by Jo Dearden
a glass of pink champagne
She had been looking forward to the holiday. Italy was one of her favourite destinations, but this was the first time she had been to the Italian Riviera. They decided to fly to Nice and drive across the French border to make the most of the spectacular coastal scenery. She was not disappointed. Narrow roads curled through the rugged mountains with hair pin bends above the azure sea below. They wound the windows down letting the warm Mediterranean air wash over them.
She could see their hotel, the Villa del Romano in the distance as they drove into the pretty seaside town of Alassio. It faced the sea with a large stone terrace overlooking the beach. All the windows had slatted dark green shutters. Many of them seemed to be closed. I suppose it’s to keep the sun out she thought as they unloaded their luggage.
As she stepped into the entrance hall, she suddenly had a weird feeling. A strange sensation that she had been here before, but that was impossible as she had not visited this area of Italy until now. The black and white marble tiled floor with the wide staircase that rose up from the far end seemed familiar. She had an image of a large circular mahogany table with a tall vase of flowers, which wasn’t there anymore. Perhaps it was similar to somewhere else she had been. She decided not to say anything to Paul. They were shown to their simply furnished bedroom. French windows led to a small balcony with a couple of chairs on it. She could see the terrace and a swathe of bronzed sand below.
After they had unpacked, they decided to relax on the beach. She put on her new black and white striped swimsuit, grabbed a towel and slipped her feet into her favourite silvery flip flops. She tied her shoulder length blonde hair into a tortoiseshell clip. ‘I’ll catch you up,’ her husband Paul said as he lay on the bed reading his book. She ran down the wooden stairs to the hall and out onto the terrace, where a few of the guests were idly eating and drinking. She skipped down the stone steps that led to the beach below.
An attendant showed her to an empty sun bed. She dropped her beach bag on to it and walked to the water’s edge. The sea felt warm and enticing. She was a good swimmer and was soon several yards from the beach. She lay on her back letting the gentle waves roll over her. She looked towards the imposing façade of the hotel. It had been a family home once. A large 19th century villa that had been built and owned by a Scottish family for four generations until it was sold to a hotel group. She had read about it in the guidebook.
Later, as they were enjoying their supper on the candlelit terrace with the moon glinting on the dark sea, she thought she saw a young maid, dressed in Victorian clothes standing behind where Paul was sitting. She picked up her large glass of wine and decided to tell him.
‘Don’t be ridiculous,’ he said turning around in his chair. ‘I can’t see anything. It must be you imagining things again,’ he said, picking up his phone to see if there were any incoming messages. She knew he was sceptical of what he thought of as her over active mind. She let it go but decided she would ask a few questions about the history of the hotel tomorrow. That night, as she lay in bed the image of the maid came back to her. She thought she could see her standing at the foot of the bed. She snapped on the bedside light. There was nothing there. Paul didn’t stir. Perhaps she had dreamt it.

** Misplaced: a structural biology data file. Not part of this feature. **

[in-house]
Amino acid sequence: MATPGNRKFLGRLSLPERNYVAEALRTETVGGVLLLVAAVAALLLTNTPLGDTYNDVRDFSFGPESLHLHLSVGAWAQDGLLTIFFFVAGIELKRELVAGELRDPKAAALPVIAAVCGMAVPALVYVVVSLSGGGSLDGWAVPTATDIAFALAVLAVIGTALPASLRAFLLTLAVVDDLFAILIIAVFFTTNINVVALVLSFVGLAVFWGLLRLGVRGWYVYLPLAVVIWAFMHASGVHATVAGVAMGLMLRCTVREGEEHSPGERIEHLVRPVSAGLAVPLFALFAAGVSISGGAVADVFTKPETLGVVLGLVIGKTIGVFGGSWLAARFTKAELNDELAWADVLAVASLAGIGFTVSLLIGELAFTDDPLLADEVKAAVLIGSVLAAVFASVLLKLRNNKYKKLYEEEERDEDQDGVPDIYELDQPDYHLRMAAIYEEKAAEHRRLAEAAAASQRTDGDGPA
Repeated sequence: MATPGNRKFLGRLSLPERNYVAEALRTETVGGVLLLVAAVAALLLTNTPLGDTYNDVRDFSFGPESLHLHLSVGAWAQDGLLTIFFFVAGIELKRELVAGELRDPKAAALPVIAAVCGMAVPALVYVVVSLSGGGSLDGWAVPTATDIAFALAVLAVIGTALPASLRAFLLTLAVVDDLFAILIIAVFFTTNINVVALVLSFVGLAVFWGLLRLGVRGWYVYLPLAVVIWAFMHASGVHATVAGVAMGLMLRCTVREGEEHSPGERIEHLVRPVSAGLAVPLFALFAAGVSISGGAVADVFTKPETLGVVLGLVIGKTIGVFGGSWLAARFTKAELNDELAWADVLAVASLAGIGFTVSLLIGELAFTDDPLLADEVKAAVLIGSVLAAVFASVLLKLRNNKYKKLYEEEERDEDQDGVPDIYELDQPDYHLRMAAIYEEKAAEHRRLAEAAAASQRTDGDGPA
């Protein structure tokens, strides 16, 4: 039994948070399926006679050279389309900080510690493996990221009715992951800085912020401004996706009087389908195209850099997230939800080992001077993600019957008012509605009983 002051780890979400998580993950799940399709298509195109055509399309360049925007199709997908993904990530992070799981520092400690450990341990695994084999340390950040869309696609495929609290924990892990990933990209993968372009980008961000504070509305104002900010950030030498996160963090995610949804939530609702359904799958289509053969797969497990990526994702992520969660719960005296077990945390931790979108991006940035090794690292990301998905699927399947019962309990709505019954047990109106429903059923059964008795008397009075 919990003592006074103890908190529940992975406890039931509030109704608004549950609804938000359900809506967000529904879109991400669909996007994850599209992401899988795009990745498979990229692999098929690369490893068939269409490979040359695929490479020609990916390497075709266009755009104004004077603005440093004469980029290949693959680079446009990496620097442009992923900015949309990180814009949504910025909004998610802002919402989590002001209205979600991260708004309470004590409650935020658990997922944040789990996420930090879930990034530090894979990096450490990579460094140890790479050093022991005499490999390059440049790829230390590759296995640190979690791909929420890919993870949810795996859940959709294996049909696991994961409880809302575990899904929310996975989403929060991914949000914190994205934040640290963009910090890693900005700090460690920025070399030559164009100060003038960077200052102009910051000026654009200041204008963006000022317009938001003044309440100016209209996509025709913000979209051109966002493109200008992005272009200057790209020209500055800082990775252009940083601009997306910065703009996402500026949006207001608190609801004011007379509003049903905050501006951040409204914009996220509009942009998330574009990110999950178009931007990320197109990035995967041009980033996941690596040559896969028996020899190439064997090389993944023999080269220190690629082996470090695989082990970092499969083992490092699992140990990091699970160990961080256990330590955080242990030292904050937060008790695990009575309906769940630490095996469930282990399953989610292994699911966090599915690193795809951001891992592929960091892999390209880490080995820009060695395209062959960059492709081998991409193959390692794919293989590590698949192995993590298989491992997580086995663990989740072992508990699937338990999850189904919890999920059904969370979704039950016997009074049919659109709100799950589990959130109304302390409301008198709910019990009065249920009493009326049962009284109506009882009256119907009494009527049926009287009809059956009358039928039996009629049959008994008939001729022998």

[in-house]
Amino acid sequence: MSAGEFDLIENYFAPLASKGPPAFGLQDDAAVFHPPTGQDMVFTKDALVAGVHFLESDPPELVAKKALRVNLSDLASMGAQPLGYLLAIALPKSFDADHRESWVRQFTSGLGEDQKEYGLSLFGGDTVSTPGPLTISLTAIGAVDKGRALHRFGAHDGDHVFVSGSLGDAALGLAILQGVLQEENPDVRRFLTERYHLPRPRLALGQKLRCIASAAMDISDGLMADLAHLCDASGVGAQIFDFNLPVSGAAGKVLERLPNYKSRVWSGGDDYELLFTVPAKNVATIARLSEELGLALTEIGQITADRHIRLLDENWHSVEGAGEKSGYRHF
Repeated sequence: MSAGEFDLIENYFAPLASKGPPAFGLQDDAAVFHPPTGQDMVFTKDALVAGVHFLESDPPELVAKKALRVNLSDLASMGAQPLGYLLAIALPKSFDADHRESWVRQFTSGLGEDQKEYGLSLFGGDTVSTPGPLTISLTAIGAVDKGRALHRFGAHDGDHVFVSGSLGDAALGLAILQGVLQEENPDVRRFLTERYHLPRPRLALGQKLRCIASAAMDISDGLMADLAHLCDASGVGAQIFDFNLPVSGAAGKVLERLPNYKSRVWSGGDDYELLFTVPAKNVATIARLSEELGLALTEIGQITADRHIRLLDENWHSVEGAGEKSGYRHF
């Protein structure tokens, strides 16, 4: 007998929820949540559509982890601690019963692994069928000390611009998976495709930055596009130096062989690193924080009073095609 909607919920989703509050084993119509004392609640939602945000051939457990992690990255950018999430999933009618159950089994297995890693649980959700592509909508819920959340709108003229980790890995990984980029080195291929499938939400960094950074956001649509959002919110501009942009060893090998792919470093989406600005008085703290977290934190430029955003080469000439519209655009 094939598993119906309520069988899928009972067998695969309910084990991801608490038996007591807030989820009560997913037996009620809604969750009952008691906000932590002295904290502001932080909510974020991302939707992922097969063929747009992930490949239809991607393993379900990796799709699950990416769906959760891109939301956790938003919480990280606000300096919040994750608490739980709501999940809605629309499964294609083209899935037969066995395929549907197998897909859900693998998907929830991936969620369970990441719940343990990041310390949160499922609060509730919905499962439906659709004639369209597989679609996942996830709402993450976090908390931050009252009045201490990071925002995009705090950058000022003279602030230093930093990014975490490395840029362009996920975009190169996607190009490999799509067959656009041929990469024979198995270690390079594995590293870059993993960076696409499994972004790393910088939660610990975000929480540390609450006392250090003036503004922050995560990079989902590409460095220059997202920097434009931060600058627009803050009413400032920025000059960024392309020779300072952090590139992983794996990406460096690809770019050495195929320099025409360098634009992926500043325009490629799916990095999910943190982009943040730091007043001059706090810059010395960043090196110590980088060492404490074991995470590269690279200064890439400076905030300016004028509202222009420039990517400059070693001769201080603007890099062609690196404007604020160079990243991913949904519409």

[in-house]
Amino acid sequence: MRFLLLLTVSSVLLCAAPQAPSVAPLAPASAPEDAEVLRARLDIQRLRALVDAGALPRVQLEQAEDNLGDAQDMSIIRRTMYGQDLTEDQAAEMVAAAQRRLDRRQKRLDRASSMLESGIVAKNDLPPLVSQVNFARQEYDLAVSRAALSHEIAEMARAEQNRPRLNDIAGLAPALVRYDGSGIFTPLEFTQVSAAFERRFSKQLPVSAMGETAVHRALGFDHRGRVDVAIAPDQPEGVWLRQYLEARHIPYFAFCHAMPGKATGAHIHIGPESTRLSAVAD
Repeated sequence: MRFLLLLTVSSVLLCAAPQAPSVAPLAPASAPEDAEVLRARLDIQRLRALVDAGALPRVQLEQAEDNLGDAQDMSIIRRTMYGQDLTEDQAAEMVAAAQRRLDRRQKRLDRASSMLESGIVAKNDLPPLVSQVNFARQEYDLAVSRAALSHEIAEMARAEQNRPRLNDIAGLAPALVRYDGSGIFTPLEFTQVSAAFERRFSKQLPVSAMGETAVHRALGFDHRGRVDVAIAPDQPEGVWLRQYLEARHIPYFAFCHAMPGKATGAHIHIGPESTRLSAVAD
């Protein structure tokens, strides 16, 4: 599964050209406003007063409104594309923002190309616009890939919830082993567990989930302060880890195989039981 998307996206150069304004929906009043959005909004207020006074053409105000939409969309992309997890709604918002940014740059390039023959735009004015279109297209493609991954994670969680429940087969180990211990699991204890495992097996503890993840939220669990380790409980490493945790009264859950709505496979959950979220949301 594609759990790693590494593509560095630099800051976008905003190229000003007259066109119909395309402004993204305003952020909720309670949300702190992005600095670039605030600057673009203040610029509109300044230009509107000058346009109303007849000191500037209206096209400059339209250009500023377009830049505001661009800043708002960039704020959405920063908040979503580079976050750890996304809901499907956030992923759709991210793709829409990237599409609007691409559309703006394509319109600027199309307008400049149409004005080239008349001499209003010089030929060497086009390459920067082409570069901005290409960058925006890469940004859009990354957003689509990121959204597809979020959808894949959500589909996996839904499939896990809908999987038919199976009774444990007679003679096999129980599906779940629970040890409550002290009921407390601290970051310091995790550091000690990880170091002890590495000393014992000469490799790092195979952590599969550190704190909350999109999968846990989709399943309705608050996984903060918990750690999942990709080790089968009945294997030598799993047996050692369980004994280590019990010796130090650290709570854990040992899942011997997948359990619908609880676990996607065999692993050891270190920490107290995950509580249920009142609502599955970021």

The next morning, she woke early. Paul was still asleep. A few too many glasses of wine last night. She opened the bedroom windows. She could smell the scent of bougainvillea in the air. She quickly dressed and went down to the terrace for breakfast.
As she was finishing her coffee, she saw there was a rusty iron gate at one side of the terrace leading into the hotel garden. She hadn’t noticed it before. A few minutes later she found herself wandering past immaculate herbaceous borders. She could see a large pergola covered with cascading lilac wisteria. Beneath it was an old stone bench, where an elderly woman dressed in black was sitting. A lacey shawl covered head. The old lady beckoned to her to come closer.
‘You can see me, can’t you?’ the woman said, stretching out a gnarled hand towards her.
‘Yes, I can.’
‘You have a special gift. You can see people that others can’t. Don’t be afraid. People like me are still waiting to get to the other side. Our time will come.’
She told the woman about the maid she had seen. ‘Perhaps she doesn’t want to leave. There will be a reason,’ she said.
A fluttering in the trees distracted her, which for a moment made her glance towards the other side of the garden. When she looked at the bench again, the woman had vanished. She walked slowly back to the hotel, thinking about what she had seen and heard. The concierge was at the reception desk.
‘Can I help you Signora?’ he asked her.
‘I was just wondering if you know anything about any of the maids who worked here when the hotel was a private residence. I’m thinking of the Victorian era,’ she asked him.
The concierge put his pen down on the desk. ‘Well, there was a story, but I don’t know if it’s true. A young maid, you know, got into the family way. Think the baby died somehow. She was so distraught, she walked into the sea out there and drowned. Some say her ghost is in this hotel, but I’ve never seen her.’
She knew now. She had been here before. In another life, she was a maid too in this very house. She and Molly had been friends.
About the auhtor
Jo Dearden trained as a journalist with the Oxford Mail and Times. She did a degree in English Literature with creative writing as a mature student. She co-edited her local village newsletter for about ten years. She also worked for a number of years for the Citizens’ Advice Bureau. She is currently a member of a creative writing group, which is stimulating her writing again. Jo lives in Suffolk.